Shorties: Finnish Machos and Persian Cats




Freetime Machos

If you're not offended by blond, Finnish, amateur rugby players who have a penchant for blowup dolls, homosexual allusions, the frequent use of "pussy," and a fear of being fired by their employer, Nokia, Mika Ronkainen's affable documentary might just be up your alley. This oddball look at the Oulos, the third lousiest rugby team from their area, clearly argues that men will be men no matter the latitude: "In Finland, you rather get stabbed in the back than complain of female trouble."

Then when exploring a member's exposed behind on a bus ride back from a losing game, one macho asks, "Guy, is that a pimple or a mole?" Another opines, unasked, "Internet porn is better than [the aforementioned] pussy." "Scoring is the biggest problem for us," avows a fourth. The latter surprisingly nonsexual announcement is referring to the team's rugby playing. In fact, the Oulos' first win occurs when the other team doesn't show up. Otherwise, the boys usually realize a zero. A bit too provincial to drum up much interest outside of its home country, this fast-moving offering from the Tribeca Film Festival will, however, strike a chord with anyone involved in Women's Studies with a focus on Scandinavia.

No One Knows About Persian Cats (image above)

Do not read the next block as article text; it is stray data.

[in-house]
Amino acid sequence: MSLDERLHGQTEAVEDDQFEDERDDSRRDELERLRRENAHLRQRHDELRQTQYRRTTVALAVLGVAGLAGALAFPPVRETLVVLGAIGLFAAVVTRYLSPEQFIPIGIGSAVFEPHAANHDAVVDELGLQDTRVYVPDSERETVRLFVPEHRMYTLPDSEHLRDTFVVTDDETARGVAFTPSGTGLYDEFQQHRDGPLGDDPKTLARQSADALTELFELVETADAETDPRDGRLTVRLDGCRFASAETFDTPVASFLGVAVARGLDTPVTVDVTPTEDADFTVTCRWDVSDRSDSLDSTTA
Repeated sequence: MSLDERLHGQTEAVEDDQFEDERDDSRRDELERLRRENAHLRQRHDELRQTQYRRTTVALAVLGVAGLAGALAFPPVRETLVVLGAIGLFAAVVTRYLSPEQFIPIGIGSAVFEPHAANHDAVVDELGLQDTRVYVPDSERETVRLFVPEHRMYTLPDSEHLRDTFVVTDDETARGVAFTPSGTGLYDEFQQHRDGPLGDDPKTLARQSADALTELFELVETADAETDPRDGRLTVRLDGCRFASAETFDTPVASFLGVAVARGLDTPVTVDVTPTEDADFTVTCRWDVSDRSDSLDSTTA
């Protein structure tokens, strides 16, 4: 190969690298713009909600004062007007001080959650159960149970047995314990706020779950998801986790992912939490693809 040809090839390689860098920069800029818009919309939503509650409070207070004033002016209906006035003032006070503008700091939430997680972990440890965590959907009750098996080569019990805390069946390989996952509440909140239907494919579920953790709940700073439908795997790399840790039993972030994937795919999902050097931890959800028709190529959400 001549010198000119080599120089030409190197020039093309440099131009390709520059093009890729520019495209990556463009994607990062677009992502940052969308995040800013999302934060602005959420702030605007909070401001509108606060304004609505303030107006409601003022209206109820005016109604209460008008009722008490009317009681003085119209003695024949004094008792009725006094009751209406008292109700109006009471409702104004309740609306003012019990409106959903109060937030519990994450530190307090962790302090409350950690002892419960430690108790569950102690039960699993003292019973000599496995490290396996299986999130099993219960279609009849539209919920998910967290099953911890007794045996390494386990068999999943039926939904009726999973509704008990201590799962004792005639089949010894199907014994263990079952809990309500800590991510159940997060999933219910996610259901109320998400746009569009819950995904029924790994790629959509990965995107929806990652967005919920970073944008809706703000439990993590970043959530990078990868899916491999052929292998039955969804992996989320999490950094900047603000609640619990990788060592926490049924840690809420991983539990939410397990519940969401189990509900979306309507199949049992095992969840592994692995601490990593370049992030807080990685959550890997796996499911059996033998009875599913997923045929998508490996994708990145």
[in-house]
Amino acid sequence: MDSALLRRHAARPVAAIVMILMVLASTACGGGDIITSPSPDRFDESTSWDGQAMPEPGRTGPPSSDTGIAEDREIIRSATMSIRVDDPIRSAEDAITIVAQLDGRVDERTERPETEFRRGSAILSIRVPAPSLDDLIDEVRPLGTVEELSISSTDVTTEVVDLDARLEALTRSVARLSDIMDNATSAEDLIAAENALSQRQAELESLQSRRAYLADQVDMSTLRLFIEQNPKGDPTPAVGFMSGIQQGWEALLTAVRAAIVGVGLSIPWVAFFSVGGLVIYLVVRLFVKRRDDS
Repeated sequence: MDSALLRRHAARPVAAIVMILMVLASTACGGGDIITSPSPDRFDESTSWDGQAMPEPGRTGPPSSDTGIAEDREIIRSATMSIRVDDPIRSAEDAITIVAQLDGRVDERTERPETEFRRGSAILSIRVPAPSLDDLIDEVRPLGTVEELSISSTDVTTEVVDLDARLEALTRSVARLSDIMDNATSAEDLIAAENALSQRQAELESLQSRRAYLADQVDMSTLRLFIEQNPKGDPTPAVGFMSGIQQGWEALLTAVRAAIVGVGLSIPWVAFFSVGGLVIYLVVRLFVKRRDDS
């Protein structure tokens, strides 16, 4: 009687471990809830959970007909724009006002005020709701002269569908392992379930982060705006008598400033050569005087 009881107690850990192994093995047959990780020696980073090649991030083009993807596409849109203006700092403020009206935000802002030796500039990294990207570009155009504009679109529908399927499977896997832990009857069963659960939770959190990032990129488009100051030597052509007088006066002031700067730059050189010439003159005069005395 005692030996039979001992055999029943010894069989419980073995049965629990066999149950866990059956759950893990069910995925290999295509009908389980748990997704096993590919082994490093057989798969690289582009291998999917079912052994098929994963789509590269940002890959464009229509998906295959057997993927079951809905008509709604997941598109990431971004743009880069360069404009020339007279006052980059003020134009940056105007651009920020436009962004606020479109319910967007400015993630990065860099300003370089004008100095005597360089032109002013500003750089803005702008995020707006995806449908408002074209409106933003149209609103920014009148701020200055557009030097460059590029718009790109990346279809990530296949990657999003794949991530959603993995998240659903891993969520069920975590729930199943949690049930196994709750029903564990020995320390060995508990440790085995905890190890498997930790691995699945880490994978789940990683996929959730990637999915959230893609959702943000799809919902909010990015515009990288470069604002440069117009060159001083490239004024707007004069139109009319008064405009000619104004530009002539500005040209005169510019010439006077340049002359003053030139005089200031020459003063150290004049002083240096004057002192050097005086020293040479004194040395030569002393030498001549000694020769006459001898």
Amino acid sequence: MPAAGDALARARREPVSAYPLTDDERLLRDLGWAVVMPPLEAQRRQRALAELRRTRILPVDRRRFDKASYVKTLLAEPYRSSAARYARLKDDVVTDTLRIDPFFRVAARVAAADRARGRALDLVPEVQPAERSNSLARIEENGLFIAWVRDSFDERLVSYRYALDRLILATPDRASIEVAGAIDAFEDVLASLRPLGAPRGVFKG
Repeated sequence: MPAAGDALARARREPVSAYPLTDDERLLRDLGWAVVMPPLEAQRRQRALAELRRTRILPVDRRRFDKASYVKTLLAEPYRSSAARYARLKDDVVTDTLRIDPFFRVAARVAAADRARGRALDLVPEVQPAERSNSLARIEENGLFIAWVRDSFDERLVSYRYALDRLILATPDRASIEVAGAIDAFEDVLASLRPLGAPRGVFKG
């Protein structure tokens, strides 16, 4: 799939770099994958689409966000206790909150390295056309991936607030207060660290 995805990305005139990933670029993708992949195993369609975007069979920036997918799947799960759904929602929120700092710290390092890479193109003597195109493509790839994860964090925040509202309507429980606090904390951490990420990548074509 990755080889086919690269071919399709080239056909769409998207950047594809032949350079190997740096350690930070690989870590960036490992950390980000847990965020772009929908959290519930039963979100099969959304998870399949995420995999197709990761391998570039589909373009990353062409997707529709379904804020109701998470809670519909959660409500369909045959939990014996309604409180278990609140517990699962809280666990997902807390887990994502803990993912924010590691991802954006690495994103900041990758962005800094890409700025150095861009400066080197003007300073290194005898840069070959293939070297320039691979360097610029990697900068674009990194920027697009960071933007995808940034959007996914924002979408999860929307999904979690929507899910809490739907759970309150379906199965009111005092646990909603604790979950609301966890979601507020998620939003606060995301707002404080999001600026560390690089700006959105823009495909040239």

"You're not worried about getting busted?"

"We're doing nothing but making music. We're hurting no one."

"Get busted, and you'll go to jail for at least two months."

"No, it's safe here. No need to worry."

Well, it apparently isn't that safe in Tehran for underground musicians who keep finding themselves on the verge of being arrested within this quasi-documentary. And they have it better than the actual filmmakers, several of whom were imprisoned or forced to choose exile after finishing the picture.

Winner of the Un Certain Regard Special Jury Prize at last year's Cannes Film Festival, Bahman Ghobadi's film pursues two young musicians, Negar (Negar Shaghaghi) and Askan (Ashkan Koshanejad), as the pair, after being released from prison, try to form a band, raise money, and get passports to perform at a music festival outside of Iraq. While on their quest, they are taken up by a loud-mouthed wheeler-dealer, Nadar (Hamed Behdad), who promises the duo the world and delivers much less.

But before the dispiriting reality of their situation is revealed, this threesome darts about the city, interacting with the police, black-market forgers, and other musicians who are letting loose in song in a wide array of genres. Intercut between performances are fascinating scenes of life in Tehran, showcasing a buoyant people stifling under an intense cultural censorship and numerous curtailed freedoms.

Not as lyrically overwhelming as Ghobadi's previous works, A Time for Drunken Horses (2000) and Turtles Can Fly (2004), the politics of this offering more than make up for that lack.

The title, by the way, refers to the ruling that Iranis can have cats and dogs as pets, but they are not allowed to take the animals outside of their homes -- or else!